The Corner

Politics & Policy

Deplatforming on Social Media and Free Speech

(Aly Song/Reuters)

In last week’s G-File I tackled the issue of “deplatforming” on social media. I got a lot of heated and angry feedback from a lot of folks for it. While I don’t retract or regret anything I wrote, I do regret something I didn’t write.

I think there are legitimate areas for concern about the way Google, Facebook, and Twitter have a double standard about what voices they want to silence. The recent effort by Google to deny the Claremont Institute the ability to advertise its gala was ridiculous. Facebook’s blocking of Prager University videos was absurd. And I’m glad Facebook apologized.

But the fact that they apologized points to the fact that while many of these platforms clearly have biases — often encoded in bad algorithms — points to the possibility that these behemoths aren’t actually conspiring to “silence” all conservatives. They’re just making boneheaded mistakes based in groupthink, bias, and ignorance.

The argument from many on my friends on the right about this issue often just boils down to argumentum ad slippery slopum. Social-media companies must allow every reprehensible figure out there to spew garbage because if we don’t they’ll come for us next. It’s not necessarily a ridiculous argument, allowing maximum freedom is one way to protect vital freedoms. This used to be the ACLU’s argument for allowing Nazis to march past Holocaust victims. It’s still the argument for Second Amendment defenders, who say any additional regulations are just an excuse to move the ball downfield toward gun bans and the like.

But the NRA’s argument always struck me as more empirically grounded than the old ACLU’s. We know that large swaths of gun-control proponents want to get to the Australian model — because they say so all the time.

I just don’t think efforts at censorship work the same way. Sometimes censoring A does not lead to censoring B or C or D, never mind Z. The slippery slope isn’t a hidden teleological or dialectical force, it’s a function of practical political combat. And that means meaningful distinctions can be made. Conservatives and libertarians (as do many liberals) often fall into the habit of arguing that every expansion of government power yields an equal reduction in liberty. It can work like that, in some specific areas it obviously does. But in others it simply doesn’t. For instance, the Federal Government has grown massively in size and scope over the last century and half. In that time, slavery was ended, Jim Crow laws repealed, women granted the vote and countless industries deregulated or de-monopolized.

Similarly, First Amendment freedoms have greatly expanded over the last 50  — never mind 200 — years. Obscenity laws have all but vanished in the name of free expression (prompting the famous line from Irving Kristol: “The liberal paradigm of regulation and license has led to a society where an 18-year-old girl has the right to public fornication in a pornographic movie — but only if she is paid the minimum wage.”).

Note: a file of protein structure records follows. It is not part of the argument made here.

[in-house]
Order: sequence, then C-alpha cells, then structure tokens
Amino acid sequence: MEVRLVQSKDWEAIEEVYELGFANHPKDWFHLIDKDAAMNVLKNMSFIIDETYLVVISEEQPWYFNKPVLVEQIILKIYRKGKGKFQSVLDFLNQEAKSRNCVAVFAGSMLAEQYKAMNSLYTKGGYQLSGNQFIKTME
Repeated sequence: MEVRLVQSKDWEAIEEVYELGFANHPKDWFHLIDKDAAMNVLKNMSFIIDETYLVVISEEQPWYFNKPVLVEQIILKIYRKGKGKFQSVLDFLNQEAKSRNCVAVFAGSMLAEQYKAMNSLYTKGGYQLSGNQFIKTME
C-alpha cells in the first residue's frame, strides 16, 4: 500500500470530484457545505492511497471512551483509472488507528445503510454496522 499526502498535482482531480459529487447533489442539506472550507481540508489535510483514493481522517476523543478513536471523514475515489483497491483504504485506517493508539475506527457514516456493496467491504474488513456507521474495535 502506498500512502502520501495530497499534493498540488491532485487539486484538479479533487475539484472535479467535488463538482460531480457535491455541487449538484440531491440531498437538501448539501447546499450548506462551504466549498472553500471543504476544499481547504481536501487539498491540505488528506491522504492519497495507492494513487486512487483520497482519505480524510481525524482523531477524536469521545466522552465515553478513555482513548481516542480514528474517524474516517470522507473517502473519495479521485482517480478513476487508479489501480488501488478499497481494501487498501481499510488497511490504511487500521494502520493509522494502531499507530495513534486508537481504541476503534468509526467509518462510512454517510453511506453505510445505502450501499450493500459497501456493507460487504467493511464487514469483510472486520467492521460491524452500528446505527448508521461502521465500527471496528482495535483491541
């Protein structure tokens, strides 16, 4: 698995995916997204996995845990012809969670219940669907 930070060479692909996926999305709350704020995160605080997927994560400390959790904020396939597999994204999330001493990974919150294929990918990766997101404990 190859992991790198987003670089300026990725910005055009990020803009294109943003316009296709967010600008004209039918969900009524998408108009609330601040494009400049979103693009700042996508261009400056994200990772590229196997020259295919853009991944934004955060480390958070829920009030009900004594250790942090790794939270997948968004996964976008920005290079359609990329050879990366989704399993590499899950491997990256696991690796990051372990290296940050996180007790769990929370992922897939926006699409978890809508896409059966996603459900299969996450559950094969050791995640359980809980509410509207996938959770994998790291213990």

But the expansion of free-expression rights in one sphere didn’t protect free-speech rights in other spheres. Indeed, efforts to regulate political speech often increased even as restrictions on peripheral speech decreased. We got a lot more freedom of expression for strippers and flag burners but got a lot less for political parties.

In other words, there is no mystical transitive property that guarantees that when the censoring of some speech leads to a cancer-like spread of more censorship. Germany bans Nazi propagandizing, this hasn’t led to a Teutonic Fahrenheit 451. In America we aggressively censor child pornography without triggering a slippery slope. I for one find the argument “First they came for the pedophiles free-speech rights, but I did nothing for I am not a fan of kiddie porn . . . ” to be utterly ridiculous.

One angry critic lectured me about how censorship based on “ideas” is always terrible regardless of the idea. That might be true when it comes to the government, it’s nonsense when it comes to the private sector. Rich Lowry has unilateral authority to “censor” anyone from the pages of National Review. Facebook, Twitter, and Google are far more capacious of what they will tolerate on their platforms, in part because they have a very different business model. But they still have a right to refuse service to people using their gizmos and microphones to spew stuff they don’t like. Apple has always banned porn from its platforms, porn freedoms have hardly been curtailed.

More to the point, people like Alex Jones and Laura Loomer aren’t trafficking in ideas so much as monetizable lies. Calling the Sandy Hook shooting a “false-flag operation” for clicks is grotesque. I am at a loss as to why I must man the parapets to defend their right to spread lies. The greatest of all defenses for any statement is truth. That’s true in philosophy and libel law alike. Now what constitutes the truth is often a debatable thing, which is why a wide tolerance for different opinions and ideas is desirable. Tolerance for bad ideas does not require support for deliberate lies. And even if you disagree with that, the argument that the solution to the problems with Facebook et al is to make government the de facto content editor strikes me as batty.

That said, I very much like David French’s argument for having social-media platforms adopt a policy rooted in First Amendment standards in making these decisions. I’m not sure I would agree with all of the results from such a policy, but it would be better than what we have now.


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